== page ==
Ah yes, the Big-Data revolution. To listen to the vendors and the Apache Hadoop faithful, Big Data is the latest and greatest buzzword that will save your company from wasteful spending, ineffective marketing campaigns, and customer bleeding. It’s the best of Business Intelligence, Business Analytics, Data Mining, and a whole lot more, tied up with a ribbon.

But is Big Data really about gleaning all that juicy information from transaction logs, enterprise databases and unstructured data sources? Not quite. Right now, Big Data is mostly about just having a place to put all your data so you can actually perform calculations across it.

And that’s why, while Big Data isn’t just about Hadoop, we believe that right now, Big Data is mostly about Hadoop. That’s because Hadoop is today’s best general solution for cost-effectively storing huge chunks of data and then performing computation across that data.

Yes, there are dozens of companies that will sell you expensive solutions to do just this, but Hadoop is the best way to get in the Big-Data room without spending millions of dollars for the privilege.

So Big Data, step one, is about putting your information into Hadoop. The second step, which is where we expect most data-rich enterprises to be by the end of this year and into 2013, is to begin to actually ask that data questions. That’s where analytics tools come into the picture. And as you can see in our Big-Data story this month, that’s also where a lot of companies are hoping to make a big impact. But until enterprises get their data into a Hadoop cluster (or any alternative platforms that spring up), all the analytics in the world won’t matter: A petabyte of data is just a concept unless you’ve got a place to put it.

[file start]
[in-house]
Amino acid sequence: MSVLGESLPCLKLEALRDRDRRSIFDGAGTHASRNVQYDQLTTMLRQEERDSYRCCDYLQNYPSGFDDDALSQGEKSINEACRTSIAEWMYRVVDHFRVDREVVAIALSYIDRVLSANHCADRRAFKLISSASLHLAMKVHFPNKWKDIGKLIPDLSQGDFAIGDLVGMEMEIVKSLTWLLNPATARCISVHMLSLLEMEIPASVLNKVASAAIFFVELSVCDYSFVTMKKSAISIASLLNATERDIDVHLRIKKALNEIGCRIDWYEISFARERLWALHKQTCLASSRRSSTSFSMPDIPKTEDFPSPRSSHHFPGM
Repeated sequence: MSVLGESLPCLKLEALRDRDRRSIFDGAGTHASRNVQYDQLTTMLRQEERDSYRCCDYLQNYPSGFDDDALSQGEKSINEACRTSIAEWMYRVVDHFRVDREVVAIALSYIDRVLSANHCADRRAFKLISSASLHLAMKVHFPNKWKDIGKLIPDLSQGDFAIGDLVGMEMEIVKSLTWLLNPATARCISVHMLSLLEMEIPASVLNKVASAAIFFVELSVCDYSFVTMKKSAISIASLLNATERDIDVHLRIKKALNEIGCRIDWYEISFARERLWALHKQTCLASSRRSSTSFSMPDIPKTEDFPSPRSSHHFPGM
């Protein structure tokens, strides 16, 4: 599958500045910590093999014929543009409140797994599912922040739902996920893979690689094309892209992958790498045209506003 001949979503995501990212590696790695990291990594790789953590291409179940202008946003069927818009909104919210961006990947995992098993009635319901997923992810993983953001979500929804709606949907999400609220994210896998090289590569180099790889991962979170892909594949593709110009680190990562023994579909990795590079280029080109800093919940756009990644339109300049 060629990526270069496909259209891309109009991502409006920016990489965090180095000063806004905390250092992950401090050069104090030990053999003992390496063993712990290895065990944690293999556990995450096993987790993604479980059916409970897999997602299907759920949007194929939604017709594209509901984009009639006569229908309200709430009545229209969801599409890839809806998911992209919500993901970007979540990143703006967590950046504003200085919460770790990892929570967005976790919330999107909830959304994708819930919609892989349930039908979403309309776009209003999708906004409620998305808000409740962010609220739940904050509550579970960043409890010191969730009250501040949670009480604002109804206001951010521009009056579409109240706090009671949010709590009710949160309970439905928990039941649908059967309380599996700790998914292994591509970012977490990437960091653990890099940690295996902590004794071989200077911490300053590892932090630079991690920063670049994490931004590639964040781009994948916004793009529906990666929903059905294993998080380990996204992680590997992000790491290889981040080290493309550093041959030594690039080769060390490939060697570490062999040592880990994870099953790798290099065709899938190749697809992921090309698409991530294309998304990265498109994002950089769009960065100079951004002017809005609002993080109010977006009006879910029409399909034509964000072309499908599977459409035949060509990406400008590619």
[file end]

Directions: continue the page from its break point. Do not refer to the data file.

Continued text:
In memory of Alan Turing
Alan Turing, the British mathematician and computer scientist, was born on June 23, 1912—one hundred years ago this month.

To computer scientists and historians, Alan Turing is most famous for his work at Bletchley Park, England, during World War II. His algorithms were critical to breaking German codes, and for his involvement in the construction of computers (called bombes) that helped automate the decryption process. His name is synonymous with the Enigma, the German navy’s fiendishly complicated code machine.

Turing is also known for his work on what we call the Turing Machine, a theoretical device that he envisioned could solve any computer algorithm that could be described on paper tape. Well, it could solve almost any algorithm. Sometimes the Turing Machine would halt and present a solution. Sometimes it would not halt and would keep running forever, meaning the problem could not be solved. Turing worked hard on the halting problem, which is fundamental to the study of modern computer science.

And of course, there is the Turing Test, his thought experiment that said that if a computer could trick a human into thinking that he or she was conversing with another human, then the computer could be said to be thinking. Through the Turing Test and other works, Alan Turing is one of the fathers of artificial intelligence.

Sadly, the homosexual Turing was a victim of that era’s intense prejudice. After being forced to endure chemical castration as the only alternative to imprisonment for violating Britain’s decency laws, the brilliant mathematician committed suicide at age of 41.

The Association for Computing Machinery created the A.M. Turing Award in 1966 to recognize lasting and major technical contributions to the field of computer science. In this issue, the award’s recipients (including this year’s winner Judea Pearl) talk about what Turing meant to their interest in computer science.

At the centenary of his birth, we dedicate the 10th anniversary of the SD Times 100 in memory of Alan Mathison Turing, OBE, FRS, for his extraordinary contributions to computer science, mathematics, cryptography, artificial intelligence and, posthumously, human rights.